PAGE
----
In the Christmas Season, the Church celebrates the Epiphany of the Lord when the three wise men followed a star from the East. According to Sacred Scripture, “When [the wise men] saw the star which they had seen in the East went before them, they rejoiced exceedingly with great joy; and going into the house they saw the child with Mary his mother, and they fell down and worshiped him” (Mt 2:10-11). Meeting Christ continues to be the cause of joy.
Pope Emeritus Benedict XVI focused on the Incarnate Logos as the cause of our joy, whereas Pope Francis focuses on joy as the fruit of that encounter. There is a constant narrative at work in the media that tries to create a radical discontinuity and rupture between Pope Francis and his beloved predecessor. Chapter Five of Pope Francis’ apostolic exhortation, Evangelii Gaudium (“The joy of the gospel”) reminds the faithful of the continuity at work as Pope Francis leads the Church from Benedict’s starting point.
In his first encyclical, Deus caritas est, Benedict XVI asserts: “Being a Christian is not the result of an ethical choice or a lofty idea, but the encounter with an event, a person, which gives life a new horizon and decisive direction” (1). Our missionary call flows from the communion which we as Christians have entered into through our “encounter” with Jesus Christ. This intimate communion began with Baptism, is deepened by Confirmation, and is realized in the Holy Eucharist. Pope Francis emphasizes that the Holy Spirit continues to nourish this initiation as we work in the vineyard of the Lord.
According to Pope Francis, “Spirit-filled evangelizers means evangelizers fearlessly open to the working of the Holy Spirit” (Evangelii Gaudium, 259). Pentecost filled the Apostles and the other followers of Jesus in the Upper Room with a new boldness (parrhesía) in proclaiming the Gospel. In that same Spirit (pun intended), disciples of Jesus Christ in our current age are called forth to bring the Good News to others. Pope Francis defines the Spirit-filled evangelizers as “evangelizers who pray and work” (Ibid, 262). Both contemplation and action are necessary parts of the Christian life, yet there has been a temptation to focus solely on the need for social justice or action without the foundation of genuine prayer. At the same time, there is a temptation to form one’s individual relationship with Christ without answering the call to love one’s neighbor. We need to be Christians “who pray and work.”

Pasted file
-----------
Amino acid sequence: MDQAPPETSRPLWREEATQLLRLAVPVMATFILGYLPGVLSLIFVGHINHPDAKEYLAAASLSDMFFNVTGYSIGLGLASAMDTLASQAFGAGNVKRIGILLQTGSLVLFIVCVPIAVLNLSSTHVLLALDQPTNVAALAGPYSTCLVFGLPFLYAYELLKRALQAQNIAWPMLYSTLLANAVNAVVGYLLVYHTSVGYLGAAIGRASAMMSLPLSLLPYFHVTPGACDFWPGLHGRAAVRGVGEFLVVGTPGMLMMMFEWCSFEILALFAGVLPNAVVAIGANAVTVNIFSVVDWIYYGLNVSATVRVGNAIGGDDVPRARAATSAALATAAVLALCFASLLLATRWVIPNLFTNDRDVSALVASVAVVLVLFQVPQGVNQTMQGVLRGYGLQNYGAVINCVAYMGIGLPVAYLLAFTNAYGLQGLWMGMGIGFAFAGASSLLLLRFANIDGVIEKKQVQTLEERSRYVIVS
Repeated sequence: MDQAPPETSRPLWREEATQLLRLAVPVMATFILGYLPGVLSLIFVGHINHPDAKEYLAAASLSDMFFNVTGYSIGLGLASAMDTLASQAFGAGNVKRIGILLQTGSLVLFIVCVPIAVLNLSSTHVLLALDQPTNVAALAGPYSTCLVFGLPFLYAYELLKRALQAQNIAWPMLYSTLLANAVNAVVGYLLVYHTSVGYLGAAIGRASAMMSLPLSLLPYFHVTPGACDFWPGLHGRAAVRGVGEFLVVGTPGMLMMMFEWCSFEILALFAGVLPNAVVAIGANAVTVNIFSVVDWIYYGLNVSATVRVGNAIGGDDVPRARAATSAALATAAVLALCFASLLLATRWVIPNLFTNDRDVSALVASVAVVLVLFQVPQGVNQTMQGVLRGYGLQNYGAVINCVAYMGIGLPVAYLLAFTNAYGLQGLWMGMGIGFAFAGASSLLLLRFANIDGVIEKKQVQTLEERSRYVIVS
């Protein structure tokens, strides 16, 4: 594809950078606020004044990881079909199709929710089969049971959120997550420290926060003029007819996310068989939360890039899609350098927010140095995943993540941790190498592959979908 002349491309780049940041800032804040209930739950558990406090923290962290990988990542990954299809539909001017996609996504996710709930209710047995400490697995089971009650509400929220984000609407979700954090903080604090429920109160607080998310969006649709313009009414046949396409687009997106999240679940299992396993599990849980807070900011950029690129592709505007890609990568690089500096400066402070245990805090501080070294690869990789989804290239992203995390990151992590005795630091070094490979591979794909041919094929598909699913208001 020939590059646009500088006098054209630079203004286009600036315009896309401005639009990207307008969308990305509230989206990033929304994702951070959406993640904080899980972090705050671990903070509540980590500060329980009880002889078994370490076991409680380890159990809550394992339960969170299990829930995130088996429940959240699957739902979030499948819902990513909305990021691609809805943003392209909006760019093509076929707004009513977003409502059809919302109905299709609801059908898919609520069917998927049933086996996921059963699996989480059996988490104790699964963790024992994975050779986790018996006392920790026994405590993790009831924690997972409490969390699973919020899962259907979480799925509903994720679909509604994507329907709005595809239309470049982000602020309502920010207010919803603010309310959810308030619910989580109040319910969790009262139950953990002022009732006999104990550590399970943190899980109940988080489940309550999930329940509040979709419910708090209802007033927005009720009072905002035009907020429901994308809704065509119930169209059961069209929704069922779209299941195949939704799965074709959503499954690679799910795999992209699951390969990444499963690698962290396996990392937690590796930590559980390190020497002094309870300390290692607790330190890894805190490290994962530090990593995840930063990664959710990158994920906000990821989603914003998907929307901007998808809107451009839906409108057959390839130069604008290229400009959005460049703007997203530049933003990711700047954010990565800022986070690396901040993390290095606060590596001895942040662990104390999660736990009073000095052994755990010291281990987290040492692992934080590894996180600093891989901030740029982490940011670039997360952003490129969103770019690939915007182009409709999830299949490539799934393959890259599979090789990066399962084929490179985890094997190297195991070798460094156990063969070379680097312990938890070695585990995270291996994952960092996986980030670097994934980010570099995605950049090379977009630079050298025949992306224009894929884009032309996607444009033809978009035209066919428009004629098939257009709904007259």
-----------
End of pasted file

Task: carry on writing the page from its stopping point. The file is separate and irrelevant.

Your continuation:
Pope Francis warns the faithful that “Without prolonged moments of adoration, of prayerful encounter with the Word, of sincere conversation with the Lord, our work easily becomes meaningless; we lose energy as a result of weariness and difficulties, and our fervor dies out.” The work of fruitful or meaningful evangelization cannot be carried out effectively without continual, consistent, and deep prayer. Francis continues, “The Church urgently needs the deep breath of prayer, and to my great joy groups devoted to prayer and intercession, the prayerful reading of God’s word and the perpetual adoration of the Eucharist are growing at every level of ecclesial life” (Evangelii Gaudium, 262). Every apostolate that serves the Church: Catholic schools, Catholic hospitals, Campus Ministry teams, pro-life groups, Catholic social outreach programs, marriages, and families should ask how it fulfills this need for the “deep breath of prayer.” We have neglected this fundamental aspect of Catholic identity and yet we wonder why the only thing that seems to differentiate some Catholic hospitals from secular hospitals is the mere presence of religious signs and symbols. All of these apostolates are in need of deep renewal, which can only come from deep prayer.